The development of NIVEA Creme over 100 years ago marked the beginning of
a unique success story and the birth of the most famous skin care brand in the
world*. NIVEA is the product of brilliant research, outstanding creativity, and
sound business acumen. In 1890, Dr. Oscar Troplowitz bought Paul C. Beiersdorf’s
Hamburg-based laboratory. Troplowitz’s scientific advisor, the leading
dermatologist Professor Paul Gerson Unna, told him about an innovative
emulsifying agent called Eucerit (the ancient Greek word for beautiful wax).
Together, they developed the world’s first stable oil-and-water-based cream
that was suitable for mass production in 1911 and called it NIVEA.
“mother of all creams” was named for
its pure white color, and the word NIVEA is derived from the Latin word “nix,
nivis” meaning snow. So NIVEA means “snow white.” In addition to Eucerit, which
was used to bind the oils with water, the original Creme also contained
glycerin and a little citric acid, fragranced with rose and lily-of-the-valley
oils. Despite regular refinements to adapt NIVEA Creme’s formula to the latest
scientific findings, in essence it has changed very little over the last 100
NIVEA Creme tin, on the other hand, was completely redesigned just
14 years after it was initially launched. In the 1920s, or the “Golden
Twenties” as they were also known, a brand new zeitgeist emerged, and “youth”
and “leisure” became the new buzzwords. NIVEA recognized it, responded to it,
and adapted its brand profile accordingly. The fancy art nouveau design of the original NIVEA
tin was replaced by a simple, yet distinctive look. The year was 1925 and the
look was the blue tin with white NIVEA lettering.
NIVEA family continued to grow. In the 1930s, many new
products were added to the range, such as shaving cream, shampoo, and skin oil.
NIVEA became a global top-selling brand, partly thanks to the innovative NIVEA advertising
by Elly Heuss-Knapp, wife of the man who later became Germany’s first Federal
President, Theodor Heuss. Elly Heuss-Knapp recognized the charismatic potential
of the blue and white brand colors and cleverly incorporated them in her
miracle and competition. Despite the raw material shortages and hardships of
the post-war years, NIVEA Creme had become firmly established worldwide as a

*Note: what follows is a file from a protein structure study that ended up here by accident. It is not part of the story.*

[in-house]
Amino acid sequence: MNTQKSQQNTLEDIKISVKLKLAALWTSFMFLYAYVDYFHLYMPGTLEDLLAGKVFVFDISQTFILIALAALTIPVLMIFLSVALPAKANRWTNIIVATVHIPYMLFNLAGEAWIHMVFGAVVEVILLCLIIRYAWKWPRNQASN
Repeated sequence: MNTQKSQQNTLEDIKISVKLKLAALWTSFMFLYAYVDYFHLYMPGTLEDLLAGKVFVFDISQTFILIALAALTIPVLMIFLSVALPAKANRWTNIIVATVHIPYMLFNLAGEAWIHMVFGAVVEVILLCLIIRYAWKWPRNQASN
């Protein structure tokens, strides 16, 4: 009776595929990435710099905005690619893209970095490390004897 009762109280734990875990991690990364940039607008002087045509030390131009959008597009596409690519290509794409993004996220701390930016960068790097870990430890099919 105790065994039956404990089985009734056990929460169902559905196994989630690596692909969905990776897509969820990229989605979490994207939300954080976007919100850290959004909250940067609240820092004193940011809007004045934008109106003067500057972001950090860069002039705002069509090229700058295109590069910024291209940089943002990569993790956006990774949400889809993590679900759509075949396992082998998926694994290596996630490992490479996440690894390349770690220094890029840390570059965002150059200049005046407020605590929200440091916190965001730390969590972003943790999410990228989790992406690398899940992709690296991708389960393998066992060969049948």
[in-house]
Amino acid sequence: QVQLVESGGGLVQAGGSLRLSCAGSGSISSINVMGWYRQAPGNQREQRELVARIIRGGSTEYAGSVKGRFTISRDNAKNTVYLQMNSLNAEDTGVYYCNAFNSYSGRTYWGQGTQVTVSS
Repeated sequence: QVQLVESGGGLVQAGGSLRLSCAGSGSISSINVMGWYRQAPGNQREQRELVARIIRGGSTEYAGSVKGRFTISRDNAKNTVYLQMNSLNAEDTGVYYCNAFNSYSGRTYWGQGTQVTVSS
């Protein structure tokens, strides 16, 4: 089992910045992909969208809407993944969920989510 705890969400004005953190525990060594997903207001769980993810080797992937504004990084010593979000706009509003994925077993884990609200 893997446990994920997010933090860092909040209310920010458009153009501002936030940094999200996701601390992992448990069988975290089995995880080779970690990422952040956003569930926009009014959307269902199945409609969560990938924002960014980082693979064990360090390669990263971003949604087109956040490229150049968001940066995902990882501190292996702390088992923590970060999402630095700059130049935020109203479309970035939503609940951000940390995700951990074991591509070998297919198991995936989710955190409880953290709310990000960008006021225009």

classic brand by the 1950s. A new travel trend was fuelled by increasing
affluence in the 1950s and 1960s, when beach holidays in Southern Europe and
skiing holidays were all the rage. Beiersdorf picked up on this trend and
catered to it with a wide range of NIVEA sun protection and sun care products.
The supermarket boom, the abolition of recommended
retail prices, and new market players introduced tougher competition in the
1970s. Beiersdorf responded with a confident and effective advertising campaign
called “Creme de la Creme.” It focused on NIVEA Creme’s unique quality,
unrivalled effectiveness, and honesty.
brand development. Studies in the 1980s revealed that consumer trust
in the NIVEA brand was extremely high. Beiersdorf recognized the growth
potential associated with this finding and launched a number of new NIVEA skin
care products in the customary high quality. One of these was the NIVEA MEN
After Shave Balsam for sensitive men’s skin.
In the 90s, NIVEA expanded to become a global brand with consistent names, products and packaging. NIVEA families, like Visage, deodorant, soft, Vital and NIVEA Bath Care were developed at this time. In only 10 years, sales quadrupled and NIVEA became Beiersdorf’s largest brand by far.
100 Years Skincare for Life. Fans around the world
celebrated the NIVEA brand’s 100th anniversary in 2011 in Hamburg, where the
NIVEA history began. Beiersdorf
has now introduced a standard design language for the some 500 products in the
big NIVEA family. When the step-by-step conversion process that commenced in
2012 concludes, all NIVEA packaging will feature the new logo, which is based
on NIVEA’s distinctive hallmark, the blue tin.
(*Source: Euromonitor International Limited, by
brand in the categories of face, body, and hand care; retail sales 2012)